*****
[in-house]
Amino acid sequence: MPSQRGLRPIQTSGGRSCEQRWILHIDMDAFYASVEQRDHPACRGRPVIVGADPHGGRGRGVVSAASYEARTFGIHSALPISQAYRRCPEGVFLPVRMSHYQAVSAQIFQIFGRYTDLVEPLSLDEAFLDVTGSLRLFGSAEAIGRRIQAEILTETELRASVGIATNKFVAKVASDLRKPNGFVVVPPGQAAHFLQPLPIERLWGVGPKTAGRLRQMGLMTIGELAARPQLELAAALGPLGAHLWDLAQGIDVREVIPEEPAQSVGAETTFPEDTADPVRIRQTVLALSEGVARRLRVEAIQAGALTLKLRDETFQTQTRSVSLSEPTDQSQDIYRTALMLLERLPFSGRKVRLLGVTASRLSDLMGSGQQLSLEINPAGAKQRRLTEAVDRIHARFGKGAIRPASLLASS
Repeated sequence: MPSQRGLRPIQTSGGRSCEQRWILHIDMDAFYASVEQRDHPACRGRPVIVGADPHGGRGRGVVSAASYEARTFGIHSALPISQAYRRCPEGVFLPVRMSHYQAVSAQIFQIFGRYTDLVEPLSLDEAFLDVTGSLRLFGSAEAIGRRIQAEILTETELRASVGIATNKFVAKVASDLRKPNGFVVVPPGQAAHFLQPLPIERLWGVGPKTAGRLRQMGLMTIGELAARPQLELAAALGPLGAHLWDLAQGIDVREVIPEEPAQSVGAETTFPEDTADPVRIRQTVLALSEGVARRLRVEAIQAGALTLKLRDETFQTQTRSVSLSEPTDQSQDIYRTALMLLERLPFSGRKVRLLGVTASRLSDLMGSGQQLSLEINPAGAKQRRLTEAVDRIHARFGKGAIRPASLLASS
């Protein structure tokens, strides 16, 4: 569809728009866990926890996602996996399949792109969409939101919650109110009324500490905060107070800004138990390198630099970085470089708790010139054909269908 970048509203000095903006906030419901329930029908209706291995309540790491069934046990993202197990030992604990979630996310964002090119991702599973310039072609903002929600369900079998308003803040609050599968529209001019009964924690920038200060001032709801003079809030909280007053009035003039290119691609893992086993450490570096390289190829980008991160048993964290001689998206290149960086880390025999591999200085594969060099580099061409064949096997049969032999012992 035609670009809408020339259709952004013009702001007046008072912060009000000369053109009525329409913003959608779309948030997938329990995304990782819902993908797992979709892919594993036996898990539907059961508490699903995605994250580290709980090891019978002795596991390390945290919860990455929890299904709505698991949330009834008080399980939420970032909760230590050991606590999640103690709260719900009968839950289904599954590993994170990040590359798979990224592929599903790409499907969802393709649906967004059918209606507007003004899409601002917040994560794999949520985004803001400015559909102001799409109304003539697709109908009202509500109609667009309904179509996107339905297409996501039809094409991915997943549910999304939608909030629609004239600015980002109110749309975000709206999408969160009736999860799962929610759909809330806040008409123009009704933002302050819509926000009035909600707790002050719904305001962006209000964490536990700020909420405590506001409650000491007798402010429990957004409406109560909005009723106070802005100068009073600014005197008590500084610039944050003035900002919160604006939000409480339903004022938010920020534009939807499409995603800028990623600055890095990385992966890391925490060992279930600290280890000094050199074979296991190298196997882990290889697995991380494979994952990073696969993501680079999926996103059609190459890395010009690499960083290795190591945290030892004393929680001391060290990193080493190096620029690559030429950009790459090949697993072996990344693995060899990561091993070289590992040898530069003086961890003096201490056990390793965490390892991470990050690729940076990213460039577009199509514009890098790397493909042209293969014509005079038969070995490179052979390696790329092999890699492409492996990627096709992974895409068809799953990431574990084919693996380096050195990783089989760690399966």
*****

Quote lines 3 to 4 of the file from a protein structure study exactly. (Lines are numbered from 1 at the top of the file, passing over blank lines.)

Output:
Repeated sequence: MPSQRGLRPIQTSGGRSCEQRWILHIDMDAFYASVEQRDHPACRGRPVIVGADPHGGRGRGVVSAASYEARTFGIHSALPISQAYRRCPEGVFLPVRMSHYQAVSAQIFQIFGRYTDLVEPLSLDEAFLDVTGSLRLFGSAEAIGRRIQAEILTETELRASVGIATNKFVAKVASDLRKPNGFVVVPPGQAAHFLQPLPIERLWGVGPKTAGRLRQMGLMTIGELAARPQLELAAALGPLGAHLWDLAQGIDVREVIPEEPAQSVGAETTFPEDTADPVRIRQTVLALSEGVARRLRVEAIQAGALTLKLRDETFQTQTRSVSLSEPTDQSQDIYRTALMLLERLPFSGRKVRLLGVTASRLSDLMGSGQQLSLEINPAGAKQRRLTEAVDRIHARFGKGAIRPASLLASS
């Protein structure tokens, strides 16, 4: 569809728009866990926890996602996996399949792109969409939101919650109110009324500490905060107070800004138990390198630099970085470089708790010139054909269908 970048509203000095903006906030419901329930029908209706291995309540790491069934046990993202197990030992604990979630996310964002090119991702599973310039072609903002929600369900079998308003803040609050599968529209001019009964924690920038200060001032709801003079809030909280007053009035003039290119691609893992086993450490570096390289190829980008991160048993964290001689998206290149960086880390025999591999200085594969060099580099061409064949096997049969032999012992 035609670009809408020339259709952004013009702001007046008072912060009000000369053109009525329409913003959608779309948030997938329990995304990782819902993908797992979709892919594993036996898990539907059961508490699903995605994250580290709980090891019978002795596991390390945290919860990455929890299904709505698991949330009834008080399980939420970032909760230590050991606590999640103690709260719900009968839950289904599954590993994170990040590359798979990224592929599903790409499907969802393709649906967004059918209606507007003004899409601002917040994560794999949520985004803001400015559909102001799409109304003539697709109908009202509500109609667009309904179509996107339905297409996501039809094409991915997943549910999304939608909030629609004239600015980002109110749309975000709206999408969160009736999860799962929610759909809330806040008409123009009704933002302050819509926000009035909600707790002050719904305001962006209000964490536990700020909420405590506001409650000491007798402010429990957004409406109560909005009723106070802005100068009073600014005197008590500084610039944050003035900002919160604006939000409480339903004022938010920020534009939807499409995603800028990623600055890095990385992966890391925490060992279930600290280890000094050199074979296991190298196997882990290889697995991380494979994952990073696969993501680079999926996103059609190459890395010009690499960083290795190591945290030892004393929680001391060290990193080493190096620029690559030429950009790459090949697993072996990344693995060899990561091993070289590992040898530069003086961890003096201490056990390793965490390892991470990050690729940076990213460039577009199509514009890098790397493909042209293969014509005079038969070995490179052979390696790329092999890699492409492996990627096709992974895409068809799953990431574990084919693996380096050195990783089989760690399966």